5) Our shop has 3 X-Serves: Knock on wood - they NEVER go down. The first one we got was a dual G4 model - and it is still going strong to this day. That little machine was a production webserver handling some high traffic websites in it's day. These days it just does some filesharing and minor web duties.
6) Everyone says that I'm kidding myself about Mac viruses and malware - yet they never provide any examples or anecdotal evidence. My personal experience herding a group of unschooled computer users who have essentially unfettered and free access to the internet shows otherwise. The worst things these people do to their machines are:
a) downloading crap "free" fonts from the internet. Bad font management can account for more than half of all Mac OS problems. The latest version of Mac OS X comes with so many high quality fonts now that I don't see this as being an issue in a school setting. And it's easy enough to fix if you know what you are doing.
b) run too many applications at once, causing the VM to thrash. Then they see the beachball (which is the OS showing the user that it's paging stuff in and out of VM) and think that their app is "freezing" and they force-quit the app, or worse yet, warm-reset the machine. This can cause application preferences and other system files and logs to become corrupt. This is where Onyx and Disk Warrior comes in. Onyx is free and fixes 90% of problems like this. Disk Warrior is the "bigger gun" and has to be used in more intractable cases.
One would hope that some basics of computer "dos and don'ts" will be covered in the curriculum.
7) Your "political" points are a reach. Reallly.
8) Linux might be a valid choice for all the same reasons that the Mac is. However, you'd then need to dictate a hardware platform - not all Linuxes are equally adept or have drivers for all hardware, especially in the laptop realm. Then you've got the issues of setup, configuration, maintenance, and so on to consider. Factor in the man-hours for that, and the Mac is clearly the "cheaper" platform. As a plus, you ARE able to walk into a store and purchase software for a Mac if you want to get out of the free offerings that Apple bundles with the OS.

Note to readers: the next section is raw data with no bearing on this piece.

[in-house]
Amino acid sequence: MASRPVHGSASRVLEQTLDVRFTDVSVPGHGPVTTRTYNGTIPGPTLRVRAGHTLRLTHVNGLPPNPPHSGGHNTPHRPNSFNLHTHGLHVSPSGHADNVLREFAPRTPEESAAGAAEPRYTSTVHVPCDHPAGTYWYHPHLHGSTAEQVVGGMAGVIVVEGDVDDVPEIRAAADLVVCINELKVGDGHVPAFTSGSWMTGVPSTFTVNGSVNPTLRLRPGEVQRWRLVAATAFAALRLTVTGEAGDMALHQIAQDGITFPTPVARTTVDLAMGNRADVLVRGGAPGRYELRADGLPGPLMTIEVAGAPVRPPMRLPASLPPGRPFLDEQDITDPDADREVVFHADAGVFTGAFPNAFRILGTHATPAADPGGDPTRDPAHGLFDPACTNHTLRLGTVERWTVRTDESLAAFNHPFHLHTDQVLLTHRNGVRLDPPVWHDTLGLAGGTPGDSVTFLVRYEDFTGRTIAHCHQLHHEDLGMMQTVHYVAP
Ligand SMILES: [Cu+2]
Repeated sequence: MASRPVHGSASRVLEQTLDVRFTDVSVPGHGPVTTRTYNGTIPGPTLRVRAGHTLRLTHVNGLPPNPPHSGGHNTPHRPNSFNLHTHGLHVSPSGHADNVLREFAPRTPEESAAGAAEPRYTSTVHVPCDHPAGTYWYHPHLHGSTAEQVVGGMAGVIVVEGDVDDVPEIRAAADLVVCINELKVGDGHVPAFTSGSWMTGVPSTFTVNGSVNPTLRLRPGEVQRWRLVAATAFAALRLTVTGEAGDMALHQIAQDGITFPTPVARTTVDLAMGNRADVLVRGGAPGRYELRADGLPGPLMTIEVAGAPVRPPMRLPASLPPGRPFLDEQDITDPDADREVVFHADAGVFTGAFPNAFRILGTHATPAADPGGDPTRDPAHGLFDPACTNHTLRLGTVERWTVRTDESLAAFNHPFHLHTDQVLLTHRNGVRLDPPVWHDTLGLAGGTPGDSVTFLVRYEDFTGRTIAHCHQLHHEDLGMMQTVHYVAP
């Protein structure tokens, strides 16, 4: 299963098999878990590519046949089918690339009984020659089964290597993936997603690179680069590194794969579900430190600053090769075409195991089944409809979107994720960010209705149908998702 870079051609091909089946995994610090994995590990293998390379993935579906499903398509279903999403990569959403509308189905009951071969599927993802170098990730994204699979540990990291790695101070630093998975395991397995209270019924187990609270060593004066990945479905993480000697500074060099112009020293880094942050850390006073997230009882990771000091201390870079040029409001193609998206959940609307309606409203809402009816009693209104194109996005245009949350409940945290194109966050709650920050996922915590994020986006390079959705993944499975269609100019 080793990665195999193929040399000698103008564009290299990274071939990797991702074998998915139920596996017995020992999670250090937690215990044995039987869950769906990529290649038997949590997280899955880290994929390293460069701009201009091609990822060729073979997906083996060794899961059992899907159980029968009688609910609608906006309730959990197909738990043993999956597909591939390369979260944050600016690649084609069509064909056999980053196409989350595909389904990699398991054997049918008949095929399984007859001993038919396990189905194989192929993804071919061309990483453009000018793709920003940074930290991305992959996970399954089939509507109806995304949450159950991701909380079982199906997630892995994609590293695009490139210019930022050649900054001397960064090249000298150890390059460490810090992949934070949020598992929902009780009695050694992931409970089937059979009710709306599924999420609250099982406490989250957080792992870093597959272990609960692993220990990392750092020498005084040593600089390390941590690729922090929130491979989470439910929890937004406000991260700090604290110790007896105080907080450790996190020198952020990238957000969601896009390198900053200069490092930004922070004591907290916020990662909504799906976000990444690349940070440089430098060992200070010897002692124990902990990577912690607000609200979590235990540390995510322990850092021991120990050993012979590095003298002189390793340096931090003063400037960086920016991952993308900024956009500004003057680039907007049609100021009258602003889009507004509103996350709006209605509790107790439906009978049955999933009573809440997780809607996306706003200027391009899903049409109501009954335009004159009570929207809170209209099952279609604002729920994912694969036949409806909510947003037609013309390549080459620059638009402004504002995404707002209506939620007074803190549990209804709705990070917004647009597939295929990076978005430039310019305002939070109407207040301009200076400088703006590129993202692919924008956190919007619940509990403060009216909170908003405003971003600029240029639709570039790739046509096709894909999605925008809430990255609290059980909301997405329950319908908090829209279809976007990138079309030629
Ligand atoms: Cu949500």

9) Music - I dunno - I watch a lot of movies, and I watch a lot of the "special" content and whenever they show the composer or sound effects guy (whoever it might be) there is ALWAYS a Mac front and center in their setup. I don't know anyone who works in the music industry, so that is the sum total of my knowledge in this area. I do know that the Mac comes with Garage Band, which is a fantastic bit of software for music playing and creation, and it is deep enough that it could be used in a music class setting without need to purchase its monstrously powerful bigger brother, Logic Pro. I personally dabble in music software on both Mac and Windows, and I've not seen anything like Logic on Windows.
10) I'm very unclear on the point you were trying to make about media file sharing, but, on a Mac, if you want to go the Quicktime route, there is Perian - a free "plug-in" that allows Quicktime to play most codecs and containers found in the wild. Beyond that, there is VLC, also free, just like on Windows and Linux. Stuffit has nothing to do with video playback - its an archive expander (and not a very good one at that).
OK, I've been maintaining Macs in business environments since the Mac II. First for a printer (first in the province to use a Linotype imagesetter with PostScript RIP) and now for an advertising agency. I also have to do a little Windows maintenance as well (accounting department uses PCs, and there are some PCs in the production department to check websites out on Internet Exploder). So I have a fairly good idea of why this school board made this decision. Their administration and software costs will go WAY down. I'll explain.
Macs hardly need any administration at all - some quick setup for printers, and some basic filesharing rules, and you are good to go. You do not need to worry about self-propagating viruses. You don't need to worry AS MUCH about the kids installing strange and harmful software off the internet. You don't generally need to worry too much about the kids running games when they are meant to be doing work on the things. The Macs come with a very good suite of basic software to do document creation (Pages), presentations (Keynote), spreadsheet work (Numbers), movie editing (iMovie), disc burning (built into the Finder). There are a number of very high quality educational products for the Mac. And everything works very well with each other. I imagine that for most of the tasks they are going to have the kids doing with their Macbooks, there will be zero software to purchase.
From an educational standpoint, Macs have a full BASH terminal, and comes with a full software development package, so there's teaching all that nifty UNIX stuff that is actually useful in the "real world."
More importantly than all that, Macs need very little on-going maintenance. There's very little that a combo of Onyx (free), and Disc Warrior (not free, but not expensive) cannot cure on a Mac. If you set the kids up with non-administrative user-accounts, they cannot destroy the application software or the operating system. No need to ghost the OS and apps, and re-image the computers at the end of every day like I know a lot of school computer labs do with Windows machines. I imagine that a school will only need 1 "computer guy" around, and he will not be busy full-time. Macs are a breeze to maintain.I think the last Mac virus I had to deal with was back in the OS 8 days.
I live and work in the "real world" and we use Macs every day. Dunno what kind of world you all work in, but I bet your fonts are awful and kerned funny.